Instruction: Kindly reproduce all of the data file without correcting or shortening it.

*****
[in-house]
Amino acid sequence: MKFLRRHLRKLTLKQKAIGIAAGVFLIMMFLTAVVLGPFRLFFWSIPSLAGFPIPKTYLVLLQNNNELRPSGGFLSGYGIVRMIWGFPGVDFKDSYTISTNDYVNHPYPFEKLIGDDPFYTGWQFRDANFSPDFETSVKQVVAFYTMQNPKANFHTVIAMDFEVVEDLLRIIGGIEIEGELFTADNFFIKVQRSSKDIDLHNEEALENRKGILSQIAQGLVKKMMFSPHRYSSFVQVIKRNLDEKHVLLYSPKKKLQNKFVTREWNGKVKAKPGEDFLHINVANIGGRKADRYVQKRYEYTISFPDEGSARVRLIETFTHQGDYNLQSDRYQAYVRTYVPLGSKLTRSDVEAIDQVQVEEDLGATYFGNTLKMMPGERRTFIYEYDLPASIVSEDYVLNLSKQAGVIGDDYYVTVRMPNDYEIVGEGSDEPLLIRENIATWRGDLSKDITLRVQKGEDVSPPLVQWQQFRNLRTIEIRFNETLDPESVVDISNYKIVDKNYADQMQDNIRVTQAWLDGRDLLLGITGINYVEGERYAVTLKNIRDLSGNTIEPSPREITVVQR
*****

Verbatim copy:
[in-house]
Amino acid sequence: MKFLRRHLRKLTLKQKAIGIAAGVFLIMMFLTAVVLGPFRLFFWSIPSLAGFPIPKTYLVLLQNNNELRPSGGFLSGYGIVRMIWGFPGVDFKDSYTISTNDYVNHPYPFEKLIGDDPFYTGWQFRDANFSPDFETSVKQVVAFYTMQNPKANFHTVIAMDFEVVEDLLRIIGGIEIEGELFTADNFFIKVQRSSKDIDLHNEEALENRKGILSQIAQGLVKKMMFSPHRYSSFVQVIKRNLDEKHVLLYSPKKKLQNKFVTREWNGKVKAKPGEDFLHINVANIGGRKADRYVQKRYEYTISFPDEGSARVRLIETFTHQGDYNLQSDRYQAYVRTYVPLGSKLTRSDVEAIDQVQVEEDLGATYFGNTLKMMPGERRTFIYEYDLPASIVSEDYVLNLSKQAGVIGDDYYVTVRMPNDYEIVGEGSDEPLLIRENIATWRGDLSKDITLRVQKGEDVSPPLVQWQQFRNLRTIEIRFNETLDPESVVDISNYKIVDKNYADQMQDNIRVTQAWLDGRDLLLGITGINYVEGERYAVTLKNIRDLSGNTIEPSPREITVVQR